The day before clinical rotations began, Hermione rummaged in her closet for her old Comet Two-Sixty broomstick. She had to brush off the dustbunnies before she could read the logo again, and the speed settings were infantile compared to Harry’s legendary Firebolt, but she didn’t need extravagance. She needed freedom.
Outside, the mist hung over the campus of Hogwarts College of Medicine like the obscurity of a dream. Droplets drifted from the sky at such a gentle pace that Hermione’s sweater never felt damp. She closed her eyes as the cool mist sprinkled over her nose, and the breeze flowed through her sleeves until her arms weighed nothing at all. For just a moment, she believed that she was born with wings.
Upon leaving the main campus, Hermione soared up and down the rolling hills, brushing past the last of the cherry blossoms beside the trail. She glided to an arched wooden bridge overlooking a pond, where mallard ducks slept with their beaks burrowed in their feathers while ducklings frolicked nearby.
I could live like this forever, she thought, as she leaned against the railing of the bridge with one arm around her broomstick. From her vantage point, the towering trees blocked her view of the nearby houses, and she imagined that she was venturing into a rainforest.
When she thought about the upcoming week of her life – no, she didn’t want to think about it. It wasn’t happening. It wasn’t going to happen. She identified as a second-year medical student, the kind of student who hid in the Hibernation Cave for twelve hours a day, surrounded by sticks of sugar-free gum and empty coffee cups, and boasted about how much her studies were tiring her. She shivered at the idea of becoming an apprentice doctor who spent fourteen hours a day on her feet and five hours a day studying, with the remaining hours divided between napping and personal hygiene.
Aside from the shift in identity, there were other, perhaps more grave, factors to consider.
“I had an interesting patient with this condition,” Hermione had heard the upperclassmen say, many times over. “We went through these interventions. He died the next day, though. And there was another patient with that condition, but he lasted a couple of days. And then there was another patient – “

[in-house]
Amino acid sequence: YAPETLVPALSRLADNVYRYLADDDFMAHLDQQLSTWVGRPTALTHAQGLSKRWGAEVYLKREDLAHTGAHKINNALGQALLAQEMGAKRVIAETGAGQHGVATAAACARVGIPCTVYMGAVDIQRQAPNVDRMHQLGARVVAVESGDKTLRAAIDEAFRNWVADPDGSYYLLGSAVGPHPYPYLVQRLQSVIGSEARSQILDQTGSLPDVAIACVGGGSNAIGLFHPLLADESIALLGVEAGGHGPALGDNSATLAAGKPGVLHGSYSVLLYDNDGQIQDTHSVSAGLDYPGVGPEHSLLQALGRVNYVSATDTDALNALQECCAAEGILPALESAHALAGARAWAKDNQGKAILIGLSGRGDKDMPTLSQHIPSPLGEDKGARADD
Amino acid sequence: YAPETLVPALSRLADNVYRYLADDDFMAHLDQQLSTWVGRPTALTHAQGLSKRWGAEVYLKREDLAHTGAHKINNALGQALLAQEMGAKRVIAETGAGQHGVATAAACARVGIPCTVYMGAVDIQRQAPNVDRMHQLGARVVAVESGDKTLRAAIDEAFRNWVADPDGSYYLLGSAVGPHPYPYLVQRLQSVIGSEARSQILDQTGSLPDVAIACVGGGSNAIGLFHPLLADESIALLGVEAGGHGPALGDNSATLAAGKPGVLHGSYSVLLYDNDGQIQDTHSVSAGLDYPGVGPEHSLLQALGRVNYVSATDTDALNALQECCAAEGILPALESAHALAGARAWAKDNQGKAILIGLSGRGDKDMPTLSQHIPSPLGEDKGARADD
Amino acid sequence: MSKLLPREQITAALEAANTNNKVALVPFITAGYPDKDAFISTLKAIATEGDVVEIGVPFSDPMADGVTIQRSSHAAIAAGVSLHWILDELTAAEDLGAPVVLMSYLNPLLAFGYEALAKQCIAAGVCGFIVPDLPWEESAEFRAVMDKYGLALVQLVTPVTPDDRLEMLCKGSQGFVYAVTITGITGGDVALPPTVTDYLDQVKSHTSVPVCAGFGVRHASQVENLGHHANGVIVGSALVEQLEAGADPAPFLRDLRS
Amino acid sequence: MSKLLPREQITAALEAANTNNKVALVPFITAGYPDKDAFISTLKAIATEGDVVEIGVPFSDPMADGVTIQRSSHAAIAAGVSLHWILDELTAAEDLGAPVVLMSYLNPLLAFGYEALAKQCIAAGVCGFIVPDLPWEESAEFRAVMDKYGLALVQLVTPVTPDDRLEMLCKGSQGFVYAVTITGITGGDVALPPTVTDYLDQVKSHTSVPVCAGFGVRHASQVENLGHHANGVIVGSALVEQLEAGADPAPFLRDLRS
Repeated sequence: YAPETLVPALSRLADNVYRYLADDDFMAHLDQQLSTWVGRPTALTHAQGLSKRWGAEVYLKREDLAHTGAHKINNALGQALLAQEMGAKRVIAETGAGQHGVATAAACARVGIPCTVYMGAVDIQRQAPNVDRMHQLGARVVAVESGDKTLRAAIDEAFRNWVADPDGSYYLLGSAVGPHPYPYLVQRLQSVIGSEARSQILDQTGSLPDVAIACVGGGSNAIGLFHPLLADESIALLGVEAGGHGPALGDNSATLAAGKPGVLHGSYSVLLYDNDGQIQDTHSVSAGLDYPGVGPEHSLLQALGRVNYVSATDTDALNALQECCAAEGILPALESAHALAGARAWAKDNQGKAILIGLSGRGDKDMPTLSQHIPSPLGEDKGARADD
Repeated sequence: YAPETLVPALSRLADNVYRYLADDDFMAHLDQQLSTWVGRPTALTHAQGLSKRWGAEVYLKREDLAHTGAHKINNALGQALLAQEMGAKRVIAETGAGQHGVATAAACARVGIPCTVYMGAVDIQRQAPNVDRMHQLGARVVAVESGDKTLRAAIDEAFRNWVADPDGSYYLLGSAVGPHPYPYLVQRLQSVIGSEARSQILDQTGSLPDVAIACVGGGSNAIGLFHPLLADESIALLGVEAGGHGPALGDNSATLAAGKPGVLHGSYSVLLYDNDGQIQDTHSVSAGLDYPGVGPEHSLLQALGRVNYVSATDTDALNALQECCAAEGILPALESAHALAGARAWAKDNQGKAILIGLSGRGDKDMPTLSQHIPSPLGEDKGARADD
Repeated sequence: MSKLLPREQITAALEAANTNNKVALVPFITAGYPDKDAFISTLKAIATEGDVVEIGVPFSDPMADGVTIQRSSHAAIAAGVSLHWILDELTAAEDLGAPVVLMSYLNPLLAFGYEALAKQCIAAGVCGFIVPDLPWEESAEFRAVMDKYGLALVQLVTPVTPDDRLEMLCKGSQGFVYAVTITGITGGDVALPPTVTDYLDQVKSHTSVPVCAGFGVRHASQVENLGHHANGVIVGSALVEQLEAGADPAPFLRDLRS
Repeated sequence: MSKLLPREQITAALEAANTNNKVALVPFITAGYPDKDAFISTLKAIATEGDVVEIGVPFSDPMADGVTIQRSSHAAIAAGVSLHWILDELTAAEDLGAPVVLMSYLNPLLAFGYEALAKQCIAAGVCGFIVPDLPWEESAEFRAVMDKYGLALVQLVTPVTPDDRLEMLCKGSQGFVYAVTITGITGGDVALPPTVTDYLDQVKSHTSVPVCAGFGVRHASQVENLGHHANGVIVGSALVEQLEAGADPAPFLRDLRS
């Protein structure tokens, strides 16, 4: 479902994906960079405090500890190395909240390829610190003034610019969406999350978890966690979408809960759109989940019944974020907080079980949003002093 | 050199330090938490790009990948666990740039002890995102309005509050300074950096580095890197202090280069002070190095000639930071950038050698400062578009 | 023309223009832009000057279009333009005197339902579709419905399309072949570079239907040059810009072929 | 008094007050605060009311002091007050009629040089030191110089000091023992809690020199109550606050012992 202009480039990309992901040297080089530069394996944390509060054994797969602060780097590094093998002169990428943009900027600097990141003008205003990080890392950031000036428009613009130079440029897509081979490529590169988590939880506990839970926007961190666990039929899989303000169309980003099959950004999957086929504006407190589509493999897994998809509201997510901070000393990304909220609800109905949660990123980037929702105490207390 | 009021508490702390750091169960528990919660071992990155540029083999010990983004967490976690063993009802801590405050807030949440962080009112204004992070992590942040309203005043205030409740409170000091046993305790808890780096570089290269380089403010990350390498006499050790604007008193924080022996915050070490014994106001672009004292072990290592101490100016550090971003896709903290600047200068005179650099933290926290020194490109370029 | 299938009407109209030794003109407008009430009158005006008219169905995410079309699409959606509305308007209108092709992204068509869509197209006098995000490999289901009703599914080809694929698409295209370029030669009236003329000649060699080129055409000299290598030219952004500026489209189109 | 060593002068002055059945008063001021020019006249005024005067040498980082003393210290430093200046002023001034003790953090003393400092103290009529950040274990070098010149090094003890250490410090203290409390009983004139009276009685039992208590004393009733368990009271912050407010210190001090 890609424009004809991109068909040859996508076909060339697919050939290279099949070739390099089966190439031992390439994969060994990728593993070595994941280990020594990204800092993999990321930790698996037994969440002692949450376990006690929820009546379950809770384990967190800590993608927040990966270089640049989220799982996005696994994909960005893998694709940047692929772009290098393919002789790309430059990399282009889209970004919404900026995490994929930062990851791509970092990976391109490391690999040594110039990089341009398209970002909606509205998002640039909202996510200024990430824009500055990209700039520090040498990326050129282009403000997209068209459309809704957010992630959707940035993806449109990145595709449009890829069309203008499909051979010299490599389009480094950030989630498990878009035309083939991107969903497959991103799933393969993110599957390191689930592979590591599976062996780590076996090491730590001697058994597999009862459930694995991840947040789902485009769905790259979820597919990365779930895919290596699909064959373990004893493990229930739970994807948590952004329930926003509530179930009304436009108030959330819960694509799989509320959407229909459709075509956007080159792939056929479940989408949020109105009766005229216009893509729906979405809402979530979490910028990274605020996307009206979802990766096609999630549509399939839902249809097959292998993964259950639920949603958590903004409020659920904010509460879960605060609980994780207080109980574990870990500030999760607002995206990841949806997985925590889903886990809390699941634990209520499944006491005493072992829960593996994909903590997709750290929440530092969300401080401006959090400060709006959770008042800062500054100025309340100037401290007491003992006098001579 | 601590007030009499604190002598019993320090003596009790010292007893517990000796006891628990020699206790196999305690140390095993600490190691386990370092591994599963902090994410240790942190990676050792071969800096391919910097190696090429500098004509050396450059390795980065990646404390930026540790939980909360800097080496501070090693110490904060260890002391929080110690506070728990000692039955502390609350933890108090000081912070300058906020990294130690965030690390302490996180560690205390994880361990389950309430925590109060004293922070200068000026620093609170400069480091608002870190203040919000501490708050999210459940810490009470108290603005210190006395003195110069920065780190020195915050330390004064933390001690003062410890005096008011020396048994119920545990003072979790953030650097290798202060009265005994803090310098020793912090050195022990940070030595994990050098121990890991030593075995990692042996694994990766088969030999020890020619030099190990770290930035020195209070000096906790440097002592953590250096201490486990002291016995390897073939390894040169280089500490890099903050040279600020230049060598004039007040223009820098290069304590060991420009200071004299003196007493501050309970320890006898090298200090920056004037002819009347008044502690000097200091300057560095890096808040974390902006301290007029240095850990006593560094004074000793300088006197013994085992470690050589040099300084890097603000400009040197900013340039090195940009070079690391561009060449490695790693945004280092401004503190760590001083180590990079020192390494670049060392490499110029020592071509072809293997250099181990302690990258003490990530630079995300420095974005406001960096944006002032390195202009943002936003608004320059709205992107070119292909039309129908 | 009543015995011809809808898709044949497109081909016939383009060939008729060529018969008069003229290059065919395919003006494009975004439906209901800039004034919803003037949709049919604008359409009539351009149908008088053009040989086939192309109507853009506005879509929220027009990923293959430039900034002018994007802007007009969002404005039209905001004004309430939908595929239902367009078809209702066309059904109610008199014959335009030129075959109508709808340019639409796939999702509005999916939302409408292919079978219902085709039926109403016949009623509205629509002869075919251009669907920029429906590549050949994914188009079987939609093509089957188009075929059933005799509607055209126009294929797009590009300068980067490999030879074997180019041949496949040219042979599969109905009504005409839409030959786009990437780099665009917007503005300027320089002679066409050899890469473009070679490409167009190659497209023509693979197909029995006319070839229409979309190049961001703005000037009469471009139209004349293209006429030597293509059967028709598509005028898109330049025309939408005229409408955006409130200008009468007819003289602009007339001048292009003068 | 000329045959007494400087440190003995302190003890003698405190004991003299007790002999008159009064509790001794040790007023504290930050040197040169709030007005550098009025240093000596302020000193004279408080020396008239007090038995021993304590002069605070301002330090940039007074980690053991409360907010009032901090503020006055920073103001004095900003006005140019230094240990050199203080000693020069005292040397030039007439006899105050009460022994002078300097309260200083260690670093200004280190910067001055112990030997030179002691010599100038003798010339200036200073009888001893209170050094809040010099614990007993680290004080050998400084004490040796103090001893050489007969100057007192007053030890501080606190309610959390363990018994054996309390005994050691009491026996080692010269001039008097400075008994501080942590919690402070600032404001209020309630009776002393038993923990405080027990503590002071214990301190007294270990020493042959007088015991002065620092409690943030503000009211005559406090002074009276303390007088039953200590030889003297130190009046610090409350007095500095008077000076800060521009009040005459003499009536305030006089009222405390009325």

For all of her experience with dramatized notions of death, Hermione felt an electric shock pulsing up her spine when she realized how often her senior classmates had encountered death, and how ordinary of an occurrence it had become to them.
I’m not ready for this, she wanted to say out loud. Not ready not ready not ready –
But she was.
She had waited her entire life for this moment. At long last, she was becoming a healer. For the first several weeks and months, she would begin as a cringeworthy, bumbling fool of a healer; she harbored no fantasies in that regard. But eventually, as Harry had reassured her yesterday, they would all wake up one morning and discover themselves as doctors. MDs. Not point-five MDs, but young, talented, caring, vibrant, brilliant, complete MDs.
We promise to listen with open minds and open hearts
To teach and to learn
We promise to advocate for all persons
By protecting life and upholding human dignity
They had recited this oath out loud at their White Coat Ceremony, but at the time Hermione had been more concerned about keeping pace with her classmates than with pondering the implications of her words. Now, she held the sounds of the moment in a corner of her mind, froze them in time, and relaxed as they soaked into her being.
Yes, she thought as she stood on the bridge by the rainforest, immersed in the threshold between spring and summer. This is who I strive to be.